Grooving With Spring

Yes, everything is ahead of schedule. One simply has to embrace what is – it is spring after all!

I’m loving the early bulbs. This is their (albeit brief ) time to shine. The mix of periwinkle-blue scillas and mauve creeping-myrtle carpeting the top of the front garden is the sweet sight that greets me when I return home from anywhere. The yellow of the daffodils in their midst give an extra pop of delight.

In the meadow, as the earth is greening up, the small bulbs sit like scattered gems twinkling in the clear sunshine. Every day reveals more treasures. Makes getting on with the daily chores so much more exciting. It’s hard to be grumpy when surrounded by beautiful new beginnings. At the same time, I find it totally distracting!

Last week, while I was tackling the numerous hydrangea surrounding the meadow, I kept pausing to admire the new growth at their base. It looked like there was a larger amount of dead wood to cut off and as a result, the shrubs seemed to be shrinking in size. At first, I was quite alarmed. It had been a rather mild winter so I didn’t expect much loss. Spying the basal shoots emerging shyly was a relief.
And then my eyes came to rest upon the primroses and hyacinths nosing through the soil. So charming and reassuring. Not far from where I was working, I noticed black-capped chickadees investigating an opening on the trunk of the sugar maple where a branch used to be. Perhaps they will be moving in soon.

Using the lengths of grapevine prunings to wrap around the railing at the end of the driveway, I was struck by the way the buds sat on the climbing hydrangea that also grows around this structure. The plumules make the vine look like a network of stringed lights as though waiting to illuminate the garden. Which of course they shall when their creamy lace-cap flowers bloom. Meanwhile, assorted birds seemed to think I was giving away nesting material – they demonstrated great expertise at swooping in, picking up a short bit of grapevine and taking off to sites unseen.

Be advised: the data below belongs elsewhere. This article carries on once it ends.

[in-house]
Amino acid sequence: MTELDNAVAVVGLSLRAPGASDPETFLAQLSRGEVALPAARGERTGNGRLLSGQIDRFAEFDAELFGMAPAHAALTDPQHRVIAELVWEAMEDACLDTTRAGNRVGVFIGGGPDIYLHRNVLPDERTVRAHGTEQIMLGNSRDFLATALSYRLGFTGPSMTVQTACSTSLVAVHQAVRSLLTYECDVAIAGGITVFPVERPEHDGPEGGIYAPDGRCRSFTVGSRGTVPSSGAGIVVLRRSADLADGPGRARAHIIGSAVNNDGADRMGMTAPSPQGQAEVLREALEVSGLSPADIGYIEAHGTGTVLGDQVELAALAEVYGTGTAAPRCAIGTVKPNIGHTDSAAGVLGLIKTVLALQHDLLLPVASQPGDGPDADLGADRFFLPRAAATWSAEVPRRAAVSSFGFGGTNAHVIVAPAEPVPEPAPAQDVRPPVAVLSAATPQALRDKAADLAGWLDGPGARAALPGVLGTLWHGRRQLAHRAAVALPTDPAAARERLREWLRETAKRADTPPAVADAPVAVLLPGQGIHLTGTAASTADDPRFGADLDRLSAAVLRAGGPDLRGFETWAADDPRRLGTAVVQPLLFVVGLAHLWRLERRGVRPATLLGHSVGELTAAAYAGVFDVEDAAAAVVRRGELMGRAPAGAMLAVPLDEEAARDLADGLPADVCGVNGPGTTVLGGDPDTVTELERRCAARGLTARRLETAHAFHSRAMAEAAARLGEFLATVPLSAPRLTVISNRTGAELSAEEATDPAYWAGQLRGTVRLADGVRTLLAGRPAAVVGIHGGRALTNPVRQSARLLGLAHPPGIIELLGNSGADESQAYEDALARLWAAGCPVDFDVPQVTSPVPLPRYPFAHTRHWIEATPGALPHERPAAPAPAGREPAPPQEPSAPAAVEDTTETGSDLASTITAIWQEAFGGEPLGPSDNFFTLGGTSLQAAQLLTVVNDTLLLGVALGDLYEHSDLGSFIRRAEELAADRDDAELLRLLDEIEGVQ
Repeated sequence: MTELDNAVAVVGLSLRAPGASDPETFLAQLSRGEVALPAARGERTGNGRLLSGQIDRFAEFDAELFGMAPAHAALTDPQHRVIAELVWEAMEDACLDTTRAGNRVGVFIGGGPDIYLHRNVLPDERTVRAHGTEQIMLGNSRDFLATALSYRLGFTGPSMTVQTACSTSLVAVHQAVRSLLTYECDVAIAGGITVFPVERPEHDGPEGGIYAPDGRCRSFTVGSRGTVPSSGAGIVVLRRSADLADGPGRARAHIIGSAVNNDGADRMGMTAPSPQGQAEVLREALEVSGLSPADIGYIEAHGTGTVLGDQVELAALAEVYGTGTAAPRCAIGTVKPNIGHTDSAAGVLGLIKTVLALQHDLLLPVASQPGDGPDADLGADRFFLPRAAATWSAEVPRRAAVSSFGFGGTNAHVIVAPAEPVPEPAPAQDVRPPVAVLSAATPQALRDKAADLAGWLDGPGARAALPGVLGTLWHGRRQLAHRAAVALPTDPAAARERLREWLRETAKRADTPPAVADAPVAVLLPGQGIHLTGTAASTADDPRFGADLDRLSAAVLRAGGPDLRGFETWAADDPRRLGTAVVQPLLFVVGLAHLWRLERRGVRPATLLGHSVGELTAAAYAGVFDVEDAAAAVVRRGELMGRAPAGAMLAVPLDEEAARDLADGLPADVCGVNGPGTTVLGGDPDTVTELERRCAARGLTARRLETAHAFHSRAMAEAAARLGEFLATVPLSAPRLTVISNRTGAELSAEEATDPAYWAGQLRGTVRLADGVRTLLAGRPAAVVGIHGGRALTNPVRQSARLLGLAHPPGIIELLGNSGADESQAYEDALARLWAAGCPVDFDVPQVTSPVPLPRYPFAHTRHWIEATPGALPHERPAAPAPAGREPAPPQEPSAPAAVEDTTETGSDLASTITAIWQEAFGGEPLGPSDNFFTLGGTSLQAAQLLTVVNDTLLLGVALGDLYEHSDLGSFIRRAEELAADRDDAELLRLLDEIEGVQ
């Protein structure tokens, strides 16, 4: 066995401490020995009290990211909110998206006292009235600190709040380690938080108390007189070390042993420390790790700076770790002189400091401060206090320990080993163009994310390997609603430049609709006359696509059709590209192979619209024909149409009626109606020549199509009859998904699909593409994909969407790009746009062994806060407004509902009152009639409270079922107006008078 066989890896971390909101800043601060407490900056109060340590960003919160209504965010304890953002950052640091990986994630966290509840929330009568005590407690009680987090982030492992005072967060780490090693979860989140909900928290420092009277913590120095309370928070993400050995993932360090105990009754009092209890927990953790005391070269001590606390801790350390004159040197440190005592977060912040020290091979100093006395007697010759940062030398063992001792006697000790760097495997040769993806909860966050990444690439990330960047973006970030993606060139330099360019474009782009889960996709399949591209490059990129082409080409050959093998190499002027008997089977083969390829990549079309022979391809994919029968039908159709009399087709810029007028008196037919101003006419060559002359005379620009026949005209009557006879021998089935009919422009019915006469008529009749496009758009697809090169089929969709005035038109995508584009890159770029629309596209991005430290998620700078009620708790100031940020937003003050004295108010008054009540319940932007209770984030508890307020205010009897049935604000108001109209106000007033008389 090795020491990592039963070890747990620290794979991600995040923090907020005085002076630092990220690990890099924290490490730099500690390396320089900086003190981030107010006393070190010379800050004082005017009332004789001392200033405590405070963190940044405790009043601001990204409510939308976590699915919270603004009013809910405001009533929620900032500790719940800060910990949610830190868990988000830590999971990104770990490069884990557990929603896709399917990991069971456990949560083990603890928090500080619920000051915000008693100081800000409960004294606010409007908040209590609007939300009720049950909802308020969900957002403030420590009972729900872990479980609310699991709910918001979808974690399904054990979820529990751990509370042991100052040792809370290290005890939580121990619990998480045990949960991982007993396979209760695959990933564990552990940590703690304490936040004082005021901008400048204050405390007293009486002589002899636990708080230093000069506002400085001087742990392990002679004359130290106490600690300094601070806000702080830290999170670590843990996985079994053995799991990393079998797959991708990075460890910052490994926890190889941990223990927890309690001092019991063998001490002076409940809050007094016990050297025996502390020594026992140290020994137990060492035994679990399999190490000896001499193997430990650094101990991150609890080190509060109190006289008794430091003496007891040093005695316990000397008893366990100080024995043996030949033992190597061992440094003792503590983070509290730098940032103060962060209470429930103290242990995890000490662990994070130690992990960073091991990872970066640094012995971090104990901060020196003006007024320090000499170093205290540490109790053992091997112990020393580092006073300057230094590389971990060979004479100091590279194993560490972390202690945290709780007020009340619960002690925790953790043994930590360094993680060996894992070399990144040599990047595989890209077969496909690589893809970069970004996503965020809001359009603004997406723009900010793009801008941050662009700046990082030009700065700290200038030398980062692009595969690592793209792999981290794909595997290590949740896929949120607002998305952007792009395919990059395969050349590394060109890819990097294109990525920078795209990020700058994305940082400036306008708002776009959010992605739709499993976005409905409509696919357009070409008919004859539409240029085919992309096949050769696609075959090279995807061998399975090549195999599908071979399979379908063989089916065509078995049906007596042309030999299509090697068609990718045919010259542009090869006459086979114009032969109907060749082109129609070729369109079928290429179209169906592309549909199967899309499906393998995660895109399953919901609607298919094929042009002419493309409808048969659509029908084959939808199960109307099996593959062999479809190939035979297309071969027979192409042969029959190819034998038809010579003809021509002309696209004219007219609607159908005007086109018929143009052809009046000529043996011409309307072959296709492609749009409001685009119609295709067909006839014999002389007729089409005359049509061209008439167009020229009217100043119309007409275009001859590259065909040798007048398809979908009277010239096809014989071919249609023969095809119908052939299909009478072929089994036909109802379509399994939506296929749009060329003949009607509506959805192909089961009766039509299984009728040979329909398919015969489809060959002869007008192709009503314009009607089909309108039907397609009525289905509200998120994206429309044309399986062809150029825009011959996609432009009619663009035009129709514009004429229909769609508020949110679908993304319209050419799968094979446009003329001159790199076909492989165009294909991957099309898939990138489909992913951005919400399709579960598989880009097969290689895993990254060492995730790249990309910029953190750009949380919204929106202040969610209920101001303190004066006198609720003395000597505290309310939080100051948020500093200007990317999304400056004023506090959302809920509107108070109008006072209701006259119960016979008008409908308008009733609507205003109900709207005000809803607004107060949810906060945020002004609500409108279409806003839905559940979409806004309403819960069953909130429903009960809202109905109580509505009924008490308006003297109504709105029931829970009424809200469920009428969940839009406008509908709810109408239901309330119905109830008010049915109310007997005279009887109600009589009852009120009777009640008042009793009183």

Cool weather vegetable plugs await planting. But first I must clear the plot of anything that could harbor slugs and turn over the green cover of unidentifiable seedlings that have spontaneously sprouted. I think that this year I will spread a nice layer of sharp grit over the soil to deter the aforesaid pest. However, before I do all that, I must stop to run my hand over the creeping thyme that has self-seeded near by. The fragrance evokes menus for herb infused meals under the new pergola. Soon, very soon….

In the greenhouse, several plants can be brought outside but the kumquats hanging like tiny suns catch my attention. Now I’m off to make kumquat chutney. A dollop of it goes divinely with a sliver of cheese atop a cracker. Add a glass of perfectly chilled white wine and you have a feast.

As a result of the joyous diversions, every task takes longer than they ought. The going is slow but the spirit is high. As Mother Nature colors in the garden, the anticipation is palpable. An awful lot of chores need to be done and time always seems short. Yet, I know I cannot let myself miss these days of rebirth. After all, they hold all of a gardener’s hopes and dreams.

Is my garden’s Open Day marked on your calendar? It is May 7, 2016. 10:00 am to 4:00 pm.

Raphsody In Blue seems like the theme playing in the garden right now:







Climbing hydrangea with plumules

Climbing hydrangea with plumules

(c) 2016 Shobha Vanchiswar



Spring Break!

Spring arrived bearing snow this year. While I listened to forecasts that couldn’t pinpoint just how much snow to expect, I found myself crossing my fingers and fervently sending out messages to the universe to please, please spare us any real damage. Methinks I was heard. The crocuses, hellebores, snowdrops and scillas had been blooming for a week or so already but, the daffodils had just begun to unfold their sunny petals and I was concerned that they would be crushed. Thankfully, the flowers were spared. For a brief period the snow made everything white and pretty but in no time at all it had all melted away. Spring was once again underway.